And while reflecting on these things, bookmark this entry concerning a study regarding the cost of unmet mental health treatment for veterans of the wars in Afghanistan and Iraq. According to a study by the National Council for Behavioral Health, “The report calculates that of the 2.4 million active duty and reserves who were deployed to the wars in Iraq and Afghanistan since 2001, almost 30 percent (730,000 men and women) will have a mental health condition. More than 18 percent will suffer from PTSD, major depression or a combination of both disorders.” 

Sadomasochistic Christianity on Display at Liberty University


“Religious liberty has never been more under attack.” Sen. Ted Cruz (R, TX)

Case-in-point, Senator Cruz? Wow, really, you’re talking about the Affordable Care Act? And to think, for a second, I was almost taking you seriously…

I hear this kind of religiopolitical sensationalism all the time. (Correction: I’ve heard that kind of religiopolitical sensationalism all my life!) Having attended dozens of churches pastored by dozens of End Times enthusiasts and newspaper exegetes, I can admit to hearing that nonsense, I dunno, a few gazllion times, give or take. Eventually, it reminded me of the ancient Jewish proverb regarding visitors & fish: after a while, shit just gets old.

“Ah, man, I accidentally pulled my speech about how Obama disagrees with Jesus on the Second Amendment! Where is my speech about Obamacare’s assault on that old tyme religious opposition to birth control? No, that’s not it, either. That’s my speech about how Obama plans to put Christians in jail for decorating Christmas trees. Screw it, these things always read the same anyway. I’ll just fill in the blanks, no one will know the difference. *scribble, scribble, scribble* Voila! Thank the trinitarian Jesus for boilerplate, baby!”

And who is Cruz trying to kid, anyway? He’s speaking at Liberty University! The school has over 12,000 residential students and 90,000 online students, making LU the largest Evangelical Christian university on the planet… and it’s right here in the gool ol’ U.S. of A. The campus includes a theological seminary, a cinematic arts school, a college of osteopathic medicine, a law school, and a school of music. The students are at least nominally Christian as they must adhere to The Liberty Way, an obligatory university standard regarding faith and practice. With the exception of scientific work–LU embraces the long-discredited religious belief in Young Earth Creationism–graduates from the school go on to do work in most every relevant field within the American political economy! Lo, the hardships of being a Christian in the U.S.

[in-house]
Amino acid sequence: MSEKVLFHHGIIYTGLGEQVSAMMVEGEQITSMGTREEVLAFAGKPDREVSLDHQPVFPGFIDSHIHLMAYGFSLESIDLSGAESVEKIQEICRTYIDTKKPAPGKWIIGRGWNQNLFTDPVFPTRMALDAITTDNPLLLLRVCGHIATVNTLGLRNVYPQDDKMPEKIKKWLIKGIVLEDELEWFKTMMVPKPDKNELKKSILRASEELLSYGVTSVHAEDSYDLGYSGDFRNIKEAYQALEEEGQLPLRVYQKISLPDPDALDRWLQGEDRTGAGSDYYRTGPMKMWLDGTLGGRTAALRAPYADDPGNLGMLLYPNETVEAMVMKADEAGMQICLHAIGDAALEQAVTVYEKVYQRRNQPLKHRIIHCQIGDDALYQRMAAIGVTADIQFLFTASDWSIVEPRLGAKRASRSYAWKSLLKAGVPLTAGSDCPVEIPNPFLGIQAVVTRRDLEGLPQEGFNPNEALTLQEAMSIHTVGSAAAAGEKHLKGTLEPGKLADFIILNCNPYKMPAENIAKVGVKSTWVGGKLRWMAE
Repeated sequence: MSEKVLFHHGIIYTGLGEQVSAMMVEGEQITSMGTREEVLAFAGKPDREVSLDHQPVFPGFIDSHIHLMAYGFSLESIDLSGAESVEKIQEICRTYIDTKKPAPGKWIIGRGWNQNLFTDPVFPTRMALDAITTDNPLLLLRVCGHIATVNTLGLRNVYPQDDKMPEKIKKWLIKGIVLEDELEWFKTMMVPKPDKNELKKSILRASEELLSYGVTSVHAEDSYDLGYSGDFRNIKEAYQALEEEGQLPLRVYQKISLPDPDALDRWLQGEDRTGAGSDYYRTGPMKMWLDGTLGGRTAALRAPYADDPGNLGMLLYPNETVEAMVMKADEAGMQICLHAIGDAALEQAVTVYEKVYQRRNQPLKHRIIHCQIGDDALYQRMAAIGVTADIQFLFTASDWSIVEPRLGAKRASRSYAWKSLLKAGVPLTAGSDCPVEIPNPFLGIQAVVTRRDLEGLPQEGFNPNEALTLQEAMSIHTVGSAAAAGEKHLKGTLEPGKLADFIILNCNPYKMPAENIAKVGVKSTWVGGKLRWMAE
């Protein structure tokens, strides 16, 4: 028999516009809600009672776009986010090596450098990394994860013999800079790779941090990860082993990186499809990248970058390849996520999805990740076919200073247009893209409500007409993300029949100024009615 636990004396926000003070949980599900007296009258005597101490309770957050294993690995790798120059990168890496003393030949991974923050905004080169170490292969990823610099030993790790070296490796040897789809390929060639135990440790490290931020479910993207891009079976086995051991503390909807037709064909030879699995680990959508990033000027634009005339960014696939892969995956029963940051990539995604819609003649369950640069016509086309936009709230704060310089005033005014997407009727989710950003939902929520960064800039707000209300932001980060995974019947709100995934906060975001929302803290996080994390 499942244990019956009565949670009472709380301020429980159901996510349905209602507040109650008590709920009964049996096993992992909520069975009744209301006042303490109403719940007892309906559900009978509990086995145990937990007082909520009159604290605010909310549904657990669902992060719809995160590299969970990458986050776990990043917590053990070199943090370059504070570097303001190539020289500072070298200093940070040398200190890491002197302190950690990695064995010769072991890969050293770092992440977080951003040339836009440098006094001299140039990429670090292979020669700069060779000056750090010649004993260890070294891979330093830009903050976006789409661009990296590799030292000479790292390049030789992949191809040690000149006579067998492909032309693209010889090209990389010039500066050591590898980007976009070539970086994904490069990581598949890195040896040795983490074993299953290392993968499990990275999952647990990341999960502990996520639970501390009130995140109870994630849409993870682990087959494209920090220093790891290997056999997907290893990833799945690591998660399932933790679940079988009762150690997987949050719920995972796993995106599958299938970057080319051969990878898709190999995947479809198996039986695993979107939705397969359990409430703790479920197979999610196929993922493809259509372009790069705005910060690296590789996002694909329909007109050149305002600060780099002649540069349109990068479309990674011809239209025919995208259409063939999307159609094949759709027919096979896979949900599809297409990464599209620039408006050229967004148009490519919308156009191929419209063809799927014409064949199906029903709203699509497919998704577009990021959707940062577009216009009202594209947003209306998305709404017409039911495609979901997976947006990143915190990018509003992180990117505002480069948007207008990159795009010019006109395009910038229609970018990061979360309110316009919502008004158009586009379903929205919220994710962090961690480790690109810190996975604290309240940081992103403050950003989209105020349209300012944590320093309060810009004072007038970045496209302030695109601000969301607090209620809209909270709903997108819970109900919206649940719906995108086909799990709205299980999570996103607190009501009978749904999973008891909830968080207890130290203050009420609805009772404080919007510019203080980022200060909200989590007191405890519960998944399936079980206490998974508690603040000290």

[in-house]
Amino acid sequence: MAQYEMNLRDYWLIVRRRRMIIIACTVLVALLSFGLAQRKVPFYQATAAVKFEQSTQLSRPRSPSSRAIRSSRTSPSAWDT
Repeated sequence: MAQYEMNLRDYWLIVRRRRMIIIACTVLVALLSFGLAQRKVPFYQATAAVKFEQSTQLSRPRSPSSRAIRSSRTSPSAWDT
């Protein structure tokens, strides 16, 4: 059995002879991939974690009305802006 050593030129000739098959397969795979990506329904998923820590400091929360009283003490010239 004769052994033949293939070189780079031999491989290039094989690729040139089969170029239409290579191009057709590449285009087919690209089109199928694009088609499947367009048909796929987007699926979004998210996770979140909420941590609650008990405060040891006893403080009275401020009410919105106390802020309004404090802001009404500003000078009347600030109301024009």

So what could make an arena of relatively educated Christians gobble up Cruz’s recycled nonsense?

Truth: Among other things, the reception of Cruz’s apocalyptic message has less to do with the reality of America’s political, cultural or legal situation so much as it is to do with the cognitive dissonance experienced by conservative Christians in attendance as a result of the school being a culture that embraces a pessimistic dispensational eschatology (read: Rapture Madness!) while simultaneously advocating a kind of sado-masochistic social dominionism that wishes to subject “all things American” to Jesus via the partisan vehicle of the Republican party. It’s the same sort of mental gymnastics required of Christians who, on the one hand, loathe themselves as radically depraved worms totally undeserving of Jesus’s mercy while, on the other hand, going on to insist that they’re a chosen race, a royal priesthood, and a holy nation that shouldn’t hide their light under a bushel so much as they should shove it in the faces of any and all neighbors who happen to disagree with them. It’s tantamount to insisting that Jesus wants everyone to shine brass on a sinking ship… or else there’s hell to pay!

In fairness, Cruz probably kinda sorta believes what he’s peddling. The same holds true for those listening to his speech at Liberty University. But in so far as everyday life is concerned, these folks know better. All of them! They’re members of the biggest religious club in town: Christianity. They live, move and have their being in relative peace, enjoying what they otherwise boast of as a religious liberty unrivaled by any nation in human history. They attend church, talk about religion publicly, witness to friends, attend Christian concerts, watch Christian television, read Christian magazines, listen to Christian radio, participate in worship groups, start Christian businesses, attend Christian schools, like Christian Facebook pages, listen to Christian podcasts, run as Christian politicians, etc. etc. etc. The list could go on and on and on, ad nauseam!

BOTTOM LINE: I think that, if nothing else, an openly religious senator talking openly about religion to an openly-religious audience in an openly religious school in the overwhelmingly religious state of Virginia within the predominantly religious United States ought to be sufficient to prove the obvious: religious liberty in modern American is doing juuuuust fine.